Yep, my complaints are app software inadequate compared to their MPPT, and no current control. I only need 10 amps of 12V battery to 12V house battery, for wire sizing purposes, so I want a limit of 10 amps. There is no way to do this with Victron because they don't actually measure current!

In fact a question. Is there a quality DC/DC folks are using that gives current control? And ON/OFF remote control so the unit can be turned on/off with switch or 12V input?
t
 

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2014, 138WB, High Roof, Gas, SW MT
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Yep, my complaints are app software inadequate compared to their MPPT, and no current control. I only need 10 amps of 12V battery to 12V house battery, for wire sizing purposes, so I want a limit of 10 amps. There is no way to do this with Victron because they don't actually measure current!

In fact a question. Is there a quality DC/DC folks are using that gives current control? And ON/OFF remote control so the unit can be turned on/off with switch or 12V input?
t
The Kisae DMT 1250 or 1230 allow you to set the charging current and do MPPT charging.


Gary
 

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The Kisae DMT 1250 or 1230 allow you to set the charging current and do MPPT charging.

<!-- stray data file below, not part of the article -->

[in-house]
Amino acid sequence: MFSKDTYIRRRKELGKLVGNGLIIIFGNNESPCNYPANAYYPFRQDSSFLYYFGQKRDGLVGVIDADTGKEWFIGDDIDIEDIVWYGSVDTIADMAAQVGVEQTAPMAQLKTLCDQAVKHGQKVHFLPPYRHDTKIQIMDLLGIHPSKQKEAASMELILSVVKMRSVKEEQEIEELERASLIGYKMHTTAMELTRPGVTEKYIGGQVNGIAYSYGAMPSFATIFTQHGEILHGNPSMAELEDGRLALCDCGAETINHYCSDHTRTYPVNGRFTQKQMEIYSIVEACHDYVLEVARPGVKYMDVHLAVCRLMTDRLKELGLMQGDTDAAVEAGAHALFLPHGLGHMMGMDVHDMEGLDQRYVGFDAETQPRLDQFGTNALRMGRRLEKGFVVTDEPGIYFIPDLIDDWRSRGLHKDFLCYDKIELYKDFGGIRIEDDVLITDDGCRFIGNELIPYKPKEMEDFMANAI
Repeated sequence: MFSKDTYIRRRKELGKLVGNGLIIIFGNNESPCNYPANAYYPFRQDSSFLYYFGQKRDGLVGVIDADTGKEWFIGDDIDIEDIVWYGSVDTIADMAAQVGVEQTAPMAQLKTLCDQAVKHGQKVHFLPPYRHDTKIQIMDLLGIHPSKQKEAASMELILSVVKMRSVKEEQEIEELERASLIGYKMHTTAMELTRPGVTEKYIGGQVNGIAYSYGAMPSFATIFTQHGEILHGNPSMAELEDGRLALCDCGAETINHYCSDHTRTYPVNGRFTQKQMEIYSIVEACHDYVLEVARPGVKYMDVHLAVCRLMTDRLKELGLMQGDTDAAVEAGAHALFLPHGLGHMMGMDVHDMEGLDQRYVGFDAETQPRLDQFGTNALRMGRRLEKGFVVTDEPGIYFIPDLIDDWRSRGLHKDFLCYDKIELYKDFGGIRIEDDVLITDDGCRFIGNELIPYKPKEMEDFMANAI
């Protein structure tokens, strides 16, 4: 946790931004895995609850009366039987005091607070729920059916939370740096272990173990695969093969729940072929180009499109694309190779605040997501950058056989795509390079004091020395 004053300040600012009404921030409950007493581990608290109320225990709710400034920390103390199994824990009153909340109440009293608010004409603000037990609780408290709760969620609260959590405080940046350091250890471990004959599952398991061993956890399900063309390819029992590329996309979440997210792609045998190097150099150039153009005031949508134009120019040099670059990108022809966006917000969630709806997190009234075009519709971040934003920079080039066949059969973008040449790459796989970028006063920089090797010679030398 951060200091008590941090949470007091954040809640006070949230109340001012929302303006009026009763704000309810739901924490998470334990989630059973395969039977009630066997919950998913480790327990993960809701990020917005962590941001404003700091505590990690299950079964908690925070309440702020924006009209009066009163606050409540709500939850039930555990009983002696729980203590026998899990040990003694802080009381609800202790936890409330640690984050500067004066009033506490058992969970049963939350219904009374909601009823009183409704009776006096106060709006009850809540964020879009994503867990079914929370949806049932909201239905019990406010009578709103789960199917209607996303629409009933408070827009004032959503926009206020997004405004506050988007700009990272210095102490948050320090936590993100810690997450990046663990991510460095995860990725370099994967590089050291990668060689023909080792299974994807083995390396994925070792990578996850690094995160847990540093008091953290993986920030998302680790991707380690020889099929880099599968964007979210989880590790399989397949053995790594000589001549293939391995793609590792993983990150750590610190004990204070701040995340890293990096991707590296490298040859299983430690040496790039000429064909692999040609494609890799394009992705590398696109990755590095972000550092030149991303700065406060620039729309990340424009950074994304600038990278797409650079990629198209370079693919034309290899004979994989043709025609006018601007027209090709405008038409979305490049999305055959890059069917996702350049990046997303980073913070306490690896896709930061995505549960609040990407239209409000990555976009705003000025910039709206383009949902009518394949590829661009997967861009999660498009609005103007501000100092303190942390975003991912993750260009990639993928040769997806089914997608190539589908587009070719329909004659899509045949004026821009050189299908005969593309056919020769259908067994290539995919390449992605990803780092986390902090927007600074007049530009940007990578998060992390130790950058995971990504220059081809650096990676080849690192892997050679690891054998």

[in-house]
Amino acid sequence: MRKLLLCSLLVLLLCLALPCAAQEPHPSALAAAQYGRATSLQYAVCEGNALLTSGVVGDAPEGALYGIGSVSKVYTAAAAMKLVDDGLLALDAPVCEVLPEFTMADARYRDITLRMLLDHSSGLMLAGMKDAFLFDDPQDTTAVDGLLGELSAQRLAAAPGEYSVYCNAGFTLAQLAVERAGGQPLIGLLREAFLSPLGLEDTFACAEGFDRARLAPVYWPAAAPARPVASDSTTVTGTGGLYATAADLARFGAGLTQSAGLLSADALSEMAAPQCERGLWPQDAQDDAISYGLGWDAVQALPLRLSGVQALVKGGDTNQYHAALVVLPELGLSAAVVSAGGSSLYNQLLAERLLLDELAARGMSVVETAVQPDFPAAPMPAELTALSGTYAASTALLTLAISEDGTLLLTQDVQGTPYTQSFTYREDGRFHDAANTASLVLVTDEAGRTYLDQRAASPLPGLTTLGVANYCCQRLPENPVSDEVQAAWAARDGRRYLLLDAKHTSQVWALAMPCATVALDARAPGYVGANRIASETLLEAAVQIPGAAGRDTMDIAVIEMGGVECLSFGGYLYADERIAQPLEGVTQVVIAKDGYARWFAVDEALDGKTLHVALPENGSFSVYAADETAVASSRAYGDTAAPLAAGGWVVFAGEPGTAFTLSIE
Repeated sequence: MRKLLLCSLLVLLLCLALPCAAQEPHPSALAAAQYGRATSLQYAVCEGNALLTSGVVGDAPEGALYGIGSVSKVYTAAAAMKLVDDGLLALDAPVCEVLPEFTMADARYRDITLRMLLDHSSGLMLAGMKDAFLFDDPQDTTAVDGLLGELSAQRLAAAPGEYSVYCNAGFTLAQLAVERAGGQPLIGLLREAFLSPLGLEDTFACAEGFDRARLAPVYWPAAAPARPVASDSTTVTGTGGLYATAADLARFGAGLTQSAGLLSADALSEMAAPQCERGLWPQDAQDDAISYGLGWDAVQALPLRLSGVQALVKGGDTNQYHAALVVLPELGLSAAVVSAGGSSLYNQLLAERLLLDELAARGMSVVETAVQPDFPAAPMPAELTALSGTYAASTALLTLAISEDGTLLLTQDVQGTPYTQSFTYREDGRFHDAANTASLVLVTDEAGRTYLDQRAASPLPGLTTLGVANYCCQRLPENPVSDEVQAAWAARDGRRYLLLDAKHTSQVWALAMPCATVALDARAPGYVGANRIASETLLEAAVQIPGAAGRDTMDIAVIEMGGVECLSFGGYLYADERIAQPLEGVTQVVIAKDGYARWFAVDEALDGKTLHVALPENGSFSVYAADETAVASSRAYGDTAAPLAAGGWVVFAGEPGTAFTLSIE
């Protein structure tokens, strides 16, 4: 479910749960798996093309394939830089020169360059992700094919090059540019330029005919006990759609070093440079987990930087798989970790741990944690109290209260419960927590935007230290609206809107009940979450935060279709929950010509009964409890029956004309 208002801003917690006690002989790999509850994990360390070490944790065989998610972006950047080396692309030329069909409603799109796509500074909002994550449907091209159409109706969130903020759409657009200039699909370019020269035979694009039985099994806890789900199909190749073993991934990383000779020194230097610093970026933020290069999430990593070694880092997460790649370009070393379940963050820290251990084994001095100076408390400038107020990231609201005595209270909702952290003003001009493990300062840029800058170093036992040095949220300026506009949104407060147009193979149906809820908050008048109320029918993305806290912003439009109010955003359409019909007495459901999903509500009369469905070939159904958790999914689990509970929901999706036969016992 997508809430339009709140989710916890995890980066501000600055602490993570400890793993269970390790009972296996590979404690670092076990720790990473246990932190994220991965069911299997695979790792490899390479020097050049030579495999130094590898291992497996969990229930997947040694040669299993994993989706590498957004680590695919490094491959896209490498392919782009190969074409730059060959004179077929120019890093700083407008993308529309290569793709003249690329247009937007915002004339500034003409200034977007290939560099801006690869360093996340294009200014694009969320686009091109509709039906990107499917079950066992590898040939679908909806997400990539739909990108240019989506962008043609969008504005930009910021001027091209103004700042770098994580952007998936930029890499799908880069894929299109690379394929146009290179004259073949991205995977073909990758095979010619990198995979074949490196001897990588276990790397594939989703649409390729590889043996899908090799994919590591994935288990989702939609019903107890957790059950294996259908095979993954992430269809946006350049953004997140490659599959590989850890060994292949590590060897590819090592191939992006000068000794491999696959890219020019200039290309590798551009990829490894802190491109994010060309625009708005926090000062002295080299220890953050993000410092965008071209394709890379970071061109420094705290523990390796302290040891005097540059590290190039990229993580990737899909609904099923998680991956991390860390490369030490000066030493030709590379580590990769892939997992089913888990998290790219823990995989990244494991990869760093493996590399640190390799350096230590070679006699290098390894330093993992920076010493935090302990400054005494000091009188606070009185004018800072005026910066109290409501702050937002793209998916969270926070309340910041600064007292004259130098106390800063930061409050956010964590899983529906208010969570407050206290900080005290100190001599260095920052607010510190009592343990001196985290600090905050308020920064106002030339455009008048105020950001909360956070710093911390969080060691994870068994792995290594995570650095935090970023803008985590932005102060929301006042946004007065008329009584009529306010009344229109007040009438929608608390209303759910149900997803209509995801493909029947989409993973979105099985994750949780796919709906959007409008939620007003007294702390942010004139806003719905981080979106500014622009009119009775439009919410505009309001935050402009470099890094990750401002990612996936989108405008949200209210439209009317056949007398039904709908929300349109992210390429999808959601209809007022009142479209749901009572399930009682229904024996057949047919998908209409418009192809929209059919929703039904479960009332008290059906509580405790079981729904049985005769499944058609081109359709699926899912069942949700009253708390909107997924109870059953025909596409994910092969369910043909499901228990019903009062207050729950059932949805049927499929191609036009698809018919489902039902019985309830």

Gary
Thanks Gary,
Thats a lot of functions in one unit, I really prefer the KISS principal for electric systems. That way if/when it breaks, it's easy to diagnose and repair/replace. For my application, I'm looking for charge for the house battery when the (EV) van is charging. It might be charging at a DC fast charger, or it might be charging overnight at a campground. Most of the house battery charging is done now by PV solar, but it's nice to have a little backup in the way of the DC/DC when there is a lot of bad weather. But I only need 10 amps for a 400 amp-hour (12V) battery for a complete recharge in a few days. It would be nice to have the usual protections, overtemp, overload, short circuit, reverse battery and so forth. Is anyone using a small DC-DC like this?